Press secretary Kayleigh McEnany has publicly supported President Donald Trump in his views on mailed ballots for U.S. elections. Trump has vocally opposed voting by mail, saying it will lead to fraud. McEnany defended this position in press briefings, telling reporters and their audiences that mailed ballots are the largest source of potential voter fraud. However, McEnany has voted by mail herself numerous times — 11 over the past decade.
Earlier this month, Trump falsely claimed that election ballots were being sent out en masse to every voter in Michigan. He later deleted those tweets and replaced them with the more accurate statement that voters were being sent applications enabling them to request ballots if they so chose. However, he maintained, without evidence, that this is illegal.
Kayleigh McEnany was asked about this during a press briefing on May 20. Some of her remarks from the official White House transcript follow.
Q: But there’s not evidence that there’s widespread voter fraud from mail-in votes.
McEnany: So, there — so, there’s evidence. You can go look this up on ProPublica. There was a bipartisan consensus on the fact that mass mail-in voting can lead to fraud. There was a 2005 commission by none other than President Carter, who’s not a member of the Republican Party, and also James Baker about this, concluding that these ballots, quote, “remain the largest source of potential voter fraud.”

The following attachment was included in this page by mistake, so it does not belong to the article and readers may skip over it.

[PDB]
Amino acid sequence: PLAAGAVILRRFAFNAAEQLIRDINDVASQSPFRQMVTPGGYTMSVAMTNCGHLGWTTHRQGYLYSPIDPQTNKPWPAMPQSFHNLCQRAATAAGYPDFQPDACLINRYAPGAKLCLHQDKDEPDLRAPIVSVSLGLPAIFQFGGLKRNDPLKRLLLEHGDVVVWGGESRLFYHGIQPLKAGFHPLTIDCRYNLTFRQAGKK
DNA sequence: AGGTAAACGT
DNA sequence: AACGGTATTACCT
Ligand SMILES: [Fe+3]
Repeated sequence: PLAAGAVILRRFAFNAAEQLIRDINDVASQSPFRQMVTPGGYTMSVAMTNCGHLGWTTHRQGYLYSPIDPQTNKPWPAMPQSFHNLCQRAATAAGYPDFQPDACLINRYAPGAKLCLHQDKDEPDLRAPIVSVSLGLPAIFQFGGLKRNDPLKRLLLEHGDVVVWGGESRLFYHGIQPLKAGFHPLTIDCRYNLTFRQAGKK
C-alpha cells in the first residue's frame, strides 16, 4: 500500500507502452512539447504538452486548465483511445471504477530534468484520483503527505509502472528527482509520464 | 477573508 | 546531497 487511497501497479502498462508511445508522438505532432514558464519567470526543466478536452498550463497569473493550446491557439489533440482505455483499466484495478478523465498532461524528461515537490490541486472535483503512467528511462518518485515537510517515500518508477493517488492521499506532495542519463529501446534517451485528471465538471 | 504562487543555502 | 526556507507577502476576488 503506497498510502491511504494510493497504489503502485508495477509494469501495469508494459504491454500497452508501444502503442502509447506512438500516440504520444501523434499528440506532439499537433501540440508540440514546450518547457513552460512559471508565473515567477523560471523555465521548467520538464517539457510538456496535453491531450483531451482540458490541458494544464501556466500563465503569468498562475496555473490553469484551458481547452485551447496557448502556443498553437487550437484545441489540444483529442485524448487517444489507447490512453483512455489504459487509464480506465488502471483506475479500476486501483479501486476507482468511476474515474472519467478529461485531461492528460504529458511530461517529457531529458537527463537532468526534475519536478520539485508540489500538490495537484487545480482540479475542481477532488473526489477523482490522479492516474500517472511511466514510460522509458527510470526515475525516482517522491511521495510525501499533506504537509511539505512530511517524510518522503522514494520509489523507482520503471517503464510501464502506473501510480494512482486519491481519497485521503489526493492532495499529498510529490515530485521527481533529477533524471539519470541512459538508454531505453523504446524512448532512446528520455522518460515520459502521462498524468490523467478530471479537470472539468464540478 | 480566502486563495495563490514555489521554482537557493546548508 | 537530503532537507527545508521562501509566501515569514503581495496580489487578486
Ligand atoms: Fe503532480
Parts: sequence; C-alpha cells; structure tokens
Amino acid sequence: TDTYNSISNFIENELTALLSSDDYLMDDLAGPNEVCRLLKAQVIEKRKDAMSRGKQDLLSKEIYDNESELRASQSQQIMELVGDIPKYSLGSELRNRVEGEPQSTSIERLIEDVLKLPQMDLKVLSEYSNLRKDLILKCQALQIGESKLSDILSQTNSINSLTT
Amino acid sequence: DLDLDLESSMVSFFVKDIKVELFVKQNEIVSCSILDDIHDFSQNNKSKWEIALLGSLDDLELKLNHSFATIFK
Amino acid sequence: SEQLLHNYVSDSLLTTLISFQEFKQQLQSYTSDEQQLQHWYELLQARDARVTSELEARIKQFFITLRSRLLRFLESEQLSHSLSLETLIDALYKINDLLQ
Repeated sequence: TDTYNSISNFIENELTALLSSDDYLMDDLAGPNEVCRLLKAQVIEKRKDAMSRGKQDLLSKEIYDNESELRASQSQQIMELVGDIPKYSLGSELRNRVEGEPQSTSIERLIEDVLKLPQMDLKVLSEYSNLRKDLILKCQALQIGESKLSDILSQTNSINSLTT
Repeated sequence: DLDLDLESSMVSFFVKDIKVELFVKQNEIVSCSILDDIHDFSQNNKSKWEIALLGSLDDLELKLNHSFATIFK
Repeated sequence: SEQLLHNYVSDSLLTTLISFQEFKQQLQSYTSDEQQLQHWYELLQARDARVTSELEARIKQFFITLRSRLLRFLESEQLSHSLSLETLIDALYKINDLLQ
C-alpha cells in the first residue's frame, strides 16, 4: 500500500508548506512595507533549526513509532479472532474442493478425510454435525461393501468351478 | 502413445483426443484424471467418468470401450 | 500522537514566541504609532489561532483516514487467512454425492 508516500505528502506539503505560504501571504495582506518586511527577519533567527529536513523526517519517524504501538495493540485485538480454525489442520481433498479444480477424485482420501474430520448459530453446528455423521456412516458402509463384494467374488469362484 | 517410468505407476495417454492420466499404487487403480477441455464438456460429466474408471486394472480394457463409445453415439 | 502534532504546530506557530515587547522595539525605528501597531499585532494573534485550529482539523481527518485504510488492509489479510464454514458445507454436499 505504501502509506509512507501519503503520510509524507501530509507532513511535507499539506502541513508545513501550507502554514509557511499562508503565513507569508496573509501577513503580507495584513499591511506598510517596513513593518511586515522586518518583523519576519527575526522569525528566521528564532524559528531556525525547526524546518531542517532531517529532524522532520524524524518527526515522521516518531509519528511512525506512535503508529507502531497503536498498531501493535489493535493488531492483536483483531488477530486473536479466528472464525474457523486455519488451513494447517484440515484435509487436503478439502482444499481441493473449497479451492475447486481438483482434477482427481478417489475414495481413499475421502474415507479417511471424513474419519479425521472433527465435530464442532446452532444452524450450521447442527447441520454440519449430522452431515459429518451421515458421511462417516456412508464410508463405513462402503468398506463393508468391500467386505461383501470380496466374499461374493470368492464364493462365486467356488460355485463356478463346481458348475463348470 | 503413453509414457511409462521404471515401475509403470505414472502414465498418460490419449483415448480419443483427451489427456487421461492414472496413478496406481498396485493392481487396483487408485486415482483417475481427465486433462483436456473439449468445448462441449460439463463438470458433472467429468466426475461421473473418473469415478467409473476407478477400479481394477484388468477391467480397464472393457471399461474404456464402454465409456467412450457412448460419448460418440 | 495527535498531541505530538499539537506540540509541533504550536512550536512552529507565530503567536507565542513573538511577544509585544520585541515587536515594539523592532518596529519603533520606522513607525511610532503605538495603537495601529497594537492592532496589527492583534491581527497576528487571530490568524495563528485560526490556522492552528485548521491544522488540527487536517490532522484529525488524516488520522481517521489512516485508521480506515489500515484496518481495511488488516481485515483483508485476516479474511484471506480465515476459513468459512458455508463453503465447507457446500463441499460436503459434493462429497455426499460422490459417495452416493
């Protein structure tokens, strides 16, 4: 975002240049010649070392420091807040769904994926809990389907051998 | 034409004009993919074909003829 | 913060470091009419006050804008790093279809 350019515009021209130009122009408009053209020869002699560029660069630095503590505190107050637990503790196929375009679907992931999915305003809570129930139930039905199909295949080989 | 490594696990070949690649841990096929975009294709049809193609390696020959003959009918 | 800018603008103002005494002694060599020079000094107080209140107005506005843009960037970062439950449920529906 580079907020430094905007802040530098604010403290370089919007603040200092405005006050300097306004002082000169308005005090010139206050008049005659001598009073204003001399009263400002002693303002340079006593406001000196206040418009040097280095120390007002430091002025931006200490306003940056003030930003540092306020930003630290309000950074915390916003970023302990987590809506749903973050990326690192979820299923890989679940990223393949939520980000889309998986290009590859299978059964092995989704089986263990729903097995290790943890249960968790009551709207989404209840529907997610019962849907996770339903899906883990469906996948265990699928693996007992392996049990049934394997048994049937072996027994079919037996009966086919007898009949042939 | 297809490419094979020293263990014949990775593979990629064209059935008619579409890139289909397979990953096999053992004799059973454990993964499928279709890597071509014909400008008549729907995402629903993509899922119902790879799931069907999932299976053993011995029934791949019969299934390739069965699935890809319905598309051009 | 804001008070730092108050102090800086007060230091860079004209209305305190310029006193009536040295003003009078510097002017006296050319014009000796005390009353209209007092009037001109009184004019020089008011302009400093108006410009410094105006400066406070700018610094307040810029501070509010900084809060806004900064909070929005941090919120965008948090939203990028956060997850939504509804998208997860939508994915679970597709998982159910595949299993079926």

She also defended mail-in voting on an individual basis, particularly since Trump does it.
So, first, with regard to the President doing a mail-in vote, the President is, after all, the President, which means he’s here in Washington; he’s unable to cast his vote down in Florida, his state of residence. So, for him, that’s why he had to do a mail-in vote. But he supports mail-in voting for a reason, when you have a reason that you are unable to be present.
However, that individual basis clearly applies to McEnany herself, too — the Tampa Bay Times learned that she had voted by mail in every Florida election she’s participated in over the past decade, for a total of 11 mailed ballots.
According to the National Conference of State Legislatures, five states already conduct their elections entirely by mail, including Utah, where Trump beat Clinton in 2016 by a significant margin. In addition, three more states allow individual counties to make decisions on holding elections by mail (including Nebraska and North Dakota, both of which went to Trump by large margins in 2016). In twenty-nine states and D.C. (in addition to the five states where every voter receives a mailed ballot) any voter can request an absentee ballot and does not have to provide a reason or excuse for doing so.
In a Heritage Foundation document shared on the White House site, data shows just over one thousand cases of voter fraud — in a time span of two decades. In the 2016 election alone, over 14 million votes were cast. That’s one case of fraud for every fourteen thousand votes — statistically insignificant.
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Steph Bazzle reports on social issues and religion for Hill Reporter. She focuses on stories that speak to everyone's right to practice what they believe in and receive the support of their communities and government officials. You can reach her at Steph@HillReporter.com